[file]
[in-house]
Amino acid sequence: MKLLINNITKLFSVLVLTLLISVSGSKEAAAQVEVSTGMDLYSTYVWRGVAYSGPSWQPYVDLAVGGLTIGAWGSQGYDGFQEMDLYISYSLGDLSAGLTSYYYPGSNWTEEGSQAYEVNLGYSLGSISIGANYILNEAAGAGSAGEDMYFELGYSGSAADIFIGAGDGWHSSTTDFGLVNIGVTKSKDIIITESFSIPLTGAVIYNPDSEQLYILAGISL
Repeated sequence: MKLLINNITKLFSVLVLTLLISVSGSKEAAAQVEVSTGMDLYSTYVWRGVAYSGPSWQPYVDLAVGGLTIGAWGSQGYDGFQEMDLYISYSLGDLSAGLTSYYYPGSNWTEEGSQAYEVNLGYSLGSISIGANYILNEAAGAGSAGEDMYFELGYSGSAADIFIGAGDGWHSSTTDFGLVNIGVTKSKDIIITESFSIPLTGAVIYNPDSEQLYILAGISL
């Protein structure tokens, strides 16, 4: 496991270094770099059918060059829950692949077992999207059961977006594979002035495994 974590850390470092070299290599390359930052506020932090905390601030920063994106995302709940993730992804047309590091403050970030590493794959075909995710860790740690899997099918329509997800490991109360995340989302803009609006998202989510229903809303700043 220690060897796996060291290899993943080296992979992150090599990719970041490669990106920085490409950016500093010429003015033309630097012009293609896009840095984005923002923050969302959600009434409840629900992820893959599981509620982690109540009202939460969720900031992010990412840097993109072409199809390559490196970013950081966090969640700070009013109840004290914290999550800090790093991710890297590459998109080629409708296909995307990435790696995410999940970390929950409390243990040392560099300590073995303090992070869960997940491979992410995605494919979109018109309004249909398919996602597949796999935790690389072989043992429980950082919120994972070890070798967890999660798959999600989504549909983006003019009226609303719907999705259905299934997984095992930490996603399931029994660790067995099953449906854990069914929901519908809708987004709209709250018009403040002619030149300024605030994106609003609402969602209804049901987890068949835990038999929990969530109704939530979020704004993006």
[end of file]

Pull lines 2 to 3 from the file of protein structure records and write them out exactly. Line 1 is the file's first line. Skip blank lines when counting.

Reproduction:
Amino acid sequence: MKLLINNITKLFSVLVLTLLISVSGSKEAAAQVEVSTGMDLYSTYVWRGVAYSGPSWQPYVDLAVGGLTIGAWGSQGYDGFQEMDLYISYSLGDLSAGLTSYYYPGSNWTEEGSQAYEVNLGYSLGSISIGANYILNEAAGAGSAGEDMYFELGYSGSAADIFIGAGDGWHSSTTDFGLVNIGVTKSKDIIITESFSIPLTGAVIYNPDSEQLYILAGISL
Repeated sequence: MKLLINNITKLFSVLVLTLLISVSGSKEAAAQVEVSTGMDLYSTYVWRGVAYSGPSWQPYVDLAVGGLTIGAWGSQGYDGFQEMDLYISYSLGDLSAGLTSYYYPGSNWTEEGSQAYEVNLGYSLGSISIGANYILNEAAGAGSAGEDMYFELGYSGSAADIFIGAGDGWHSSTTDFGLVNIGVTKSKDIIITESFSIPLTGAVIYNPDSEQLYILAGISL